Americans over 65 today make up a widely diverse group, from those who spent their childhoods listening to Franklin Roosevelt's Fireside Chats to those who define themselves by when they first heard Bob Dylan or the Rolling Stones. It's no wonder the over-65 population encompasses a wide range of ages and tastes -- we're talking about 40 million people 65 and over, as of 2011. And now that the population swell of the baby boomers is reaching retirement age, the number of Americans over 65 is growing rapidly; by 2030, the number of Americans 65 and older will reach 72 million -- at which point those over 65 will represent close to 20 percent of the entire U.S. population.
There's no question that Americans over 65 today are more racially diverse, better educated, and better off than any generation that came before. According to the Administration on Aging, more than one in five Americans over 65 identifies themselves as belonging to a racial or ethnic minority. As of a few years ago, 80 percent of older Americans had graduated from high school and almost a quarter had a four-year college degree, according to the most recent government report, Older Americans 2012: Key Indicators of Well-Being. In 1965, for comparison, more than 75 percent of Americans never finished high school and only 5 percent had college degrees. Today's older Americans are also less likely to be married than previous generations; 45 percent of older women and 71 percent of older men report living with a spouse. And more are city- than country-dwellers; more than 80 percent of older Americans live in a major metropolitan area.
Older Americans: Defined by History
If you turned 65 in the past few years, your school years were spent participating in air raid drills during the Cold War. You danced your way through sock hops in high school and reached adulthood during the turbulent years of the Civil Rights Movement and the Vietnam War. But go back another decade, and it was a very different America you grew up in. You may have watched your family lose everything in the Great Depression or migrate west to escape the Dust Bowl, but you also settled into adulthood in the safe, secure, and staid 1950s, when the economy was stronger and social norms were fairly stable.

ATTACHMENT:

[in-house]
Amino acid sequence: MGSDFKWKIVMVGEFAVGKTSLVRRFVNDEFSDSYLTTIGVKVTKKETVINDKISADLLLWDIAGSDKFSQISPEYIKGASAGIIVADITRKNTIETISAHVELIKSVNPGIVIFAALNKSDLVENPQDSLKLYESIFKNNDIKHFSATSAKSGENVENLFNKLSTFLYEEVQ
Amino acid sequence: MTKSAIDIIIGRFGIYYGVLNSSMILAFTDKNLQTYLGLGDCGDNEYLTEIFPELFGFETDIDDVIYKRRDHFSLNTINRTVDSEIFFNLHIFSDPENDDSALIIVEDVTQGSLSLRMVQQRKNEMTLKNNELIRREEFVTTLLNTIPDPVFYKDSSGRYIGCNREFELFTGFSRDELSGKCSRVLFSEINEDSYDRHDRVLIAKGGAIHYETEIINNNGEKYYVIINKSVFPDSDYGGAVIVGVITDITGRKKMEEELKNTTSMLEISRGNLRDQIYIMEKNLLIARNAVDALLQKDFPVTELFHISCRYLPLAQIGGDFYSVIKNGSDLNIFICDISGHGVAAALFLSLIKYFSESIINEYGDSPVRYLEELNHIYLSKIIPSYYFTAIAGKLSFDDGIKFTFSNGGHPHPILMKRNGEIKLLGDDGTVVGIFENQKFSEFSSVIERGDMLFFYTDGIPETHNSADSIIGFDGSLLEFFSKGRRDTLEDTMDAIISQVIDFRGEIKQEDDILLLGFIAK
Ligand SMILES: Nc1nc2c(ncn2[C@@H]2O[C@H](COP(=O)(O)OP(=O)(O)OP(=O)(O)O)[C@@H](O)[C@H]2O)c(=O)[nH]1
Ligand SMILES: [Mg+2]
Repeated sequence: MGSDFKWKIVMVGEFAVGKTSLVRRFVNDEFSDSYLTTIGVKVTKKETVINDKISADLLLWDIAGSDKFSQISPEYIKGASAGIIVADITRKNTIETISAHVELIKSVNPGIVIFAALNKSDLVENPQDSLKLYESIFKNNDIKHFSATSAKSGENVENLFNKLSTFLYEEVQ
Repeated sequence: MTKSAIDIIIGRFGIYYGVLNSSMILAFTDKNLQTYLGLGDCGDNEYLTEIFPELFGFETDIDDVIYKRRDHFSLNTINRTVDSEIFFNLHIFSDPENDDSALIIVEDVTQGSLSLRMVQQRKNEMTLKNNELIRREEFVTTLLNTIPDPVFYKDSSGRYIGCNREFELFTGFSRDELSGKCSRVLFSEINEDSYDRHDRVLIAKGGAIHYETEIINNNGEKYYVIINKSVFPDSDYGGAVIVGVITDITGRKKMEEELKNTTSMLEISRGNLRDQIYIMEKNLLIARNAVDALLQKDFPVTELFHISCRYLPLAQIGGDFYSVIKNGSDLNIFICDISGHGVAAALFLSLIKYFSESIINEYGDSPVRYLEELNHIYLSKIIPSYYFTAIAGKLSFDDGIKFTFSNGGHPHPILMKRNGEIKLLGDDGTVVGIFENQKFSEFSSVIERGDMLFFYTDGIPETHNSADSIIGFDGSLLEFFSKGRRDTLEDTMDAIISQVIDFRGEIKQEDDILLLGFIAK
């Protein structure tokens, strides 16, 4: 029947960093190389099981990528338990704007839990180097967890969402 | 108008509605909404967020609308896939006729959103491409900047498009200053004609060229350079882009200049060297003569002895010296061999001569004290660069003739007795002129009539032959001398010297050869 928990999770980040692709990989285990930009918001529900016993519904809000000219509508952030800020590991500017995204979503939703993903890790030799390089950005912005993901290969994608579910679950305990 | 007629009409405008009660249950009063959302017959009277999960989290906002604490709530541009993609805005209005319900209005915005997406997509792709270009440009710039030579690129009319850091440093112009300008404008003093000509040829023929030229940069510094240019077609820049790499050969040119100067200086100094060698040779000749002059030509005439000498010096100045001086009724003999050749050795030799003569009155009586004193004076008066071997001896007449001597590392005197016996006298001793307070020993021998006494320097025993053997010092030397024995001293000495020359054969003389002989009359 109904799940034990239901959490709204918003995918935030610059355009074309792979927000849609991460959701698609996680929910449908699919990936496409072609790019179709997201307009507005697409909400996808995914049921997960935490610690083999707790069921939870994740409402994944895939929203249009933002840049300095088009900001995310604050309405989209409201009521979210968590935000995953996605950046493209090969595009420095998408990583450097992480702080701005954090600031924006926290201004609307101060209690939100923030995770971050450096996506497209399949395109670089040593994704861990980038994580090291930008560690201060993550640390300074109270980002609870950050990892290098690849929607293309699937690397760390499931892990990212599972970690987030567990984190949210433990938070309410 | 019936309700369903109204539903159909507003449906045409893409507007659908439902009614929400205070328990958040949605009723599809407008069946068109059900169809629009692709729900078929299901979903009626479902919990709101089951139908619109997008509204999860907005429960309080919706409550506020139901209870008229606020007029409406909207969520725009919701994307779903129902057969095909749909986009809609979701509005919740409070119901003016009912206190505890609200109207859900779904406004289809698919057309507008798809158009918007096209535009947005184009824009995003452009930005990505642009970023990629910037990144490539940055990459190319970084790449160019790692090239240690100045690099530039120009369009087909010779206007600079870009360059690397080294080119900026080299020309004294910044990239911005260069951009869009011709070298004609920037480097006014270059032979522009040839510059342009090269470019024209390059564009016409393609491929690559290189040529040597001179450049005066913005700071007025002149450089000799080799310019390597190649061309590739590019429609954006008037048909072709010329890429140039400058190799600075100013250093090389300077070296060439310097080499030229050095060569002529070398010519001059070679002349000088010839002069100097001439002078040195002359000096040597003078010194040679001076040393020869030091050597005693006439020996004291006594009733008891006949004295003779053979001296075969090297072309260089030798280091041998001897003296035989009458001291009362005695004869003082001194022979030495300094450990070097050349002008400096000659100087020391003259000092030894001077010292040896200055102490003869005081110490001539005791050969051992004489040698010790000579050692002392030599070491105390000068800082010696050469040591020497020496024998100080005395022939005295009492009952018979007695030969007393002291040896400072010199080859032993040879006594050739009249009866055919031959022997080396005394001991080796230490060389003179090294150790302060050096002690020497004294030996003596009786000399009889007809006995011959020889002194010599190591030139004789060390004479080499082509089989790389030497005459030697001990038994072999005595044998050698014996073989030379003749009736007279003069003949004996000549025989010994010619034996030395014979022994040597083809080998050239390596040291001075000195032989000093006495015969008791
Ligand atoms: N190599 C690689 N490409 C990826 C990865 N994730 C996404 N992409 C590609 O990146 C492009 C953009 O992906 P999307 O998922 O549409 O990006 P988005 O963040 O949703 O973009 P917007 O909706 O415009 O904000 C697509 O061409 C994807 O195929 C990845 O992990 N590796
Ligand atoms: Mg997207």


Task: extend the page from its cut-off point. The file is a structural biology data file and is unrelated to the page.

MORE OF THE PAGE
American society has gone through enormous upheavals over the past century, and certain key events may define how older Americans see themselves and those around them. Black Americans who are in their 80s and 90s today lived under the segregation of Jim Crow laws -- at least in most parts of the U.S. -- until they were in their 30s or 40s, while those in their mid-60s saw the reforms of the Civil Rights movement implemented while they were still in high school. Japanese Americans over the age of 75 vividly remember their families and friends being detained in relocation camps, and some spent years of their childhoods in these camps. From the early 1920s through the 1940s, Chinese and other Asians were barred from immigrating to the United States and weren't allowed citizenship or naturalization. Nor were they permitted to marry whites. So Chinese-Americans who grew up during these years had a very different experience than those whose childhoods took place in a more accepting climate.
But it's also important to remember that our year of birth doesn't necessarily define us. George Bush Senior and Jimmy Carter were both born in 1924, living through the Great Depression, the reforms of the New Deal, and World War II before they were much older than 20. Yet they wound up with very different visions of American society and values.
And age in years doesn't necessarily correspond to how "young" or "old" someone seems, which is often more a product of how flexible we are in adjusting and adapting to our rapidly changing society. Consider this: Former Vice President Dick Cheney was born in 1941, while musician Willie Nelson was born eight years earlier, in 1933. Yet which man seems more "modern" in his approach to life?